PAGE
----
ISTANBUL, Dec 13 (Reuters) - A Turkish policeman was found guilty on Tuesday of the involuntary manslaughter of a Nigerian asylum-seeker in police custody more than four years ago, in a case that had drawn criticism of the EU-candidate’s legal processes.
Human rights groups condemned the bureaucratic obstacles that held up the trial into the death of Festus Okey, who was shot after being detained at an Istanbul police station in August 2007.
The Istanbul court sentenced Cengiz Yildiz to four years and two months in prison. Yildiz would have faced a life sentence if found guilty of murdering Okey, one of thousands of African refugees living in Turkey’s biggest city Istanbul.
Stenciled portraits in memory of the slain Nigerian are still spray-painted on some streets and alleys of Istanbul.
He was taken into custody on charges of drugs possession and died from a gunshot wound at the central Beyoglu station. The bullet was fired from Yildiz’s gun while Okey was being questioned in what the officer said was an accident.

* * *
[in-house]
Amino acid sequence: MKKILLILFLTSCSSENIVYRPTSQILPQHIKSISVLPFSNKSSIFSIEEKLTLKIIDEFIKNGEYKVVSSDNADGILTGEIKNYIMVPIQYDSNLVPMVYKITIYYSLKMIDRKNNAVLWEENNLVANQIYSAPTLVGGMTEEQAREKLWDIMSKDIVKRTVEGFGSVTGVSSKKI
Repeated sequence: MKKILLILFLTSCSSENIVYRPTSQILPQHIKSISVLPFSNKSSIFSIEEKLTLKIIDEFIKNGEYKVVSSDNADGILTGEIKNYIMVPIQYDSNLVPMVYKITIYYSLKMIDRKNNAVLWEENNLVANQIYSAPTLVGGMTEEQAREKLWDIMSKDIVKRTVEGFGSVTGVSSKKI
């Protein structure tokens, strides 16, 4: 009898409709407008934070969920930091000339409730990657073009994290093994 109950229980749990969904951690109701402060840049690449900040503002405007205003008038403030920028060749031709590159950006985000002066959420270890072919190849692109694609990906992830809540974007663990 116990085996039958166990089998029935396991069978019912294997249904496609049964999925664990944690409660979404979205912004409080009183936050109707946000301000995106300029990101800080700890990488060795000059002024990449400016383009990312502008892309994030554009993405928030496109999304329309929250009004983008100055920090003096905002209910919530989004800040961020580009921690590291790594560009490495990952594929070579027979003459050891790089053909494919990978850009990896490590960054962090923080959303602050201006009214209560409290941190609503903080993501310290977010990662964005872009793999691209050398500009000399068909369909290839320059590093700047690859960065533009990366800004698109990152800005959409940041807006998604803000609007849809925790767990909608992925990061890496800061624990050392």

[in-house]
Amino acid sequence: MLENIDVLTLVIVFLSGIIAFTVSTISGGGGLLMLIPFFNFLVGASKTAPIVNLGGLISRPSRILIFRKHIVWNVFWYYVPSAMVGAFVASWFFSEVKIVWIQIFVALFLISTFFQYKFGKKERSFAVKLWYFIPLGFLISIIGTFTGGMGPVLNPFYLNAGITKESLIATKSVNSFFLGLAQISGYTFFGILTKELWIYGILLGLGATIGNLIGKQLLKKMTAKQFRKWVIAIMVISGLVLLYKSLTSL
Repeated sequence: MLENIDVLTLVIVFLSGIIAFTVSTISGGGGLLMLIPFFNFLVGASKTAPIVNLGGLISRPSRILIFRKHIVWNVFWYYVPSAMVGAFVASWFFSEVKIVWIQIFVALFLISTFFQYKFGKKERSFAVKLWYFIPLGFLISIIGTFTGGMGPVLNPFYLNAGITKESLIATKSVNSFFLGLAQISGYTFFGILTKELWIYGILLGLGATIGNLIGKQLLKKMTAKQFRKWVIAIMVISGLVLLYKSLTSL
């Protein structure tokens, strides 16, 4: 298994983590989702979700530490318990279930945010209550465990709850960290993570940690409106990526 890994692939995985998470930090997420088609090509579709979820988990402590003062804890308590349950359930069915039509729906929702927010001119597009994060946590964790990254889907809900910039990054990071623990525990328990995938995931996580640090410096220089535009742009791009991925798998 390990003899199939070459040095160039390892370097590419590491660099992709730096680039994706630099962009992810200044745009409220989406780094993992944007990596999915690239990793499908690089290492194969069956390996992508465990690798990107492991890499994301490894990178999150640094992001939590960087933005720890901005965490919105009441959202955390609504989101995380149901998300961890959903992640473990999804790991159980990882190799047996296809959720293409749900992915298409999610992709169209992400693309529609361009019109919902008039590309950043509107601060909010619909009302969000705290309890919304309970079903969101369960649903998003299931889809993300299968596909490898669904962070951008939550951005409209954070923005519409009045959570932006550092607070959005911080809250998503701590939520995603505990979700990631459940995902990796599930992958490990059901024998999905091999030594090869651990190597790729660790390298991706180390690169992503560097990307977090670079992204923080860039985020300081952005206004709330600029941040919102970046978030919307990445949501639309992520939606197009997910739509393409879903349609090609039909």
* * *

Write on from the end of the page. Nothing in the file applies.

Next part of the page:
The case was complicated by the absence of security camera footage and by the disappearance of the shirt which Okey was wearing at the time.
Okey was not represented by a lawyer in the case due to a dispute over his identity.
In its 2011 progress report on Turkey, the European Union criticised the persistence of a “consistent lack of thorough independent investigations into alleged extrajudicial killings by security and law enforcement officers”.
It pointed to slow progress in the Okey case and criticised the absence of an independent police complaints mechanism.
“Law enforcement officers found guilty of torture, ill-treatment or fatal shootings received short or suspended sentences,” the report said. (Writing by Ece Toksabay)